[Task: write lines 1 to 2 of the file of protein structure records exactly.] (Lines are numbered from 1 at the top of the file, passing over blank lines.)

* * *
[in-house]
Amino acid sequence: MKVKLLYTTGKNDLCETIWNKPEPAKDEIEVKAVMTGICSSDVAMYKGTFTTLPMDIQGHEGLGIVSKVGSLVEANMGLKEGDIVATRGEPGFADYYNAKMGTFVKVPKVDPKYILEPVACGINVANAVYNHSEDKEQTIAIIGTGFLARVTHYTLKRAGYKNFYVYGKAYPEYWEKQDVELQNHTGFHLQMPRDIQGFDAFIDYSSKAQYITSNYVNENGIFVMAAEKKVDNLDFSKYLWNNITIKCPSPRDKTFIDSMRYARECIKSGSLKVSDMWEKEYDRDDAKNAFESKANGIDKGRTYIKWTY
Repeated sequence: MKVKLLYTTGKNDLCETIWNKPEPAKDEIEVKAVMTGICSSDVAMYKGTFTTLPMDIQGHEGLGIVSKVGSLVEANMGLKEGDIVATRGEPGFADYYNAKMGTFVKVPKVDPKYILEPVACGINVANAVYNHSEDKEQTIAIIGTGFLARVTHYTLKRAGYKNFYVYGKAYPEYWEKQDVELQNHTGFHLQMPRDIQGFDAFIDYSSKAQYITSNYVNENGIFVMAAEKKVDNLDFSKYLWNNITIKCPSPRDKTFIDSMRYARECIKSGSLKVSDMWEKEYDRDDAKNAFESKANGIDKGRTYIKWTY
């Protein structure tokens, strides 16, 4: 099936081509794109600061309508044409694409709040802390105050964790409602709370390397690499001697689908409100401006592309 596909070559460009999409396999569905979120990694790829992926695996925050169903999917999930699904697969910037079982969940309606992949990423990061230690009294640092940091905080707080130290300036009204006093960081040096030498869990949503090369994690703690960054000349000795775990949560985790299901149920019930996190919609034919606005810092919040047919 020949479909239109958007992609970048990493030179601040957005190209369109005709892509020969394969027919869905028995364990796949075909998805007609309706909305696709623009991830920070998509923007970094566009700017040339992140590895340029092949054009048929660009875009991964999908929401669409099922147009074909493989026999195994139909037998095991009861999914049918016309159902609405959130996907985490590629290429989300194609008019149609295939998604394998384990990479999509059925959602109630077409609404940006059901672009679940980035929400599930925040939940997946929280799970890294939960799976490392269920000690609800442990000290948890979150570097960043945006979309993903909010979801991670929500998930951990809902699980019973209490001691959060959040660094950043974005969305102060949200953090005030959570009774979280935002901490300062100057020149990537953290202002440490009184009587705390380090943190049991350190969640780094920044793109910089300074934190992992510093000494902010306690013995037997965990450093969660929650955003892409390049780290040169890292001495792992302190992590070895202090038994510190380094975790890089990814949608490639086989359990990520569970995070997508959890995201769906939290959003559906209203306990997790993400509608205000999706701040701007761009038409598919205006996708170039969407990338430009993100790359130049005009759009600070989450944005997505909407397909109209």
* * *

[in-house]
Amino acid sequence: MKVKLLYTTGKNDLCETIWNKPEPAKDEIEVKAVMTGICSSDVAMYKGTFTTLPMDIQGHEGLGIVSKVGSLVEANMGLKEGDIVATRGEPGFADYYNAKMGTFVKVPKVDPKYILEPVACGINVANAVYNHSEDKEQTIAIIGTGFLARVTHYTLKRAGYKNFYVYGKAYPEYWEKQDVELQNHTGFHLQMPRDIQGFDAFIDYSSKAQYITSNYVNENGIFVMAAEKKVDNLDFSKYLWNNITIKCPSPRDKTFIDSMRYARECIKSGSLKVSDMWEKEYDRDDAKNAFESKANGIDKGRTYIKWTY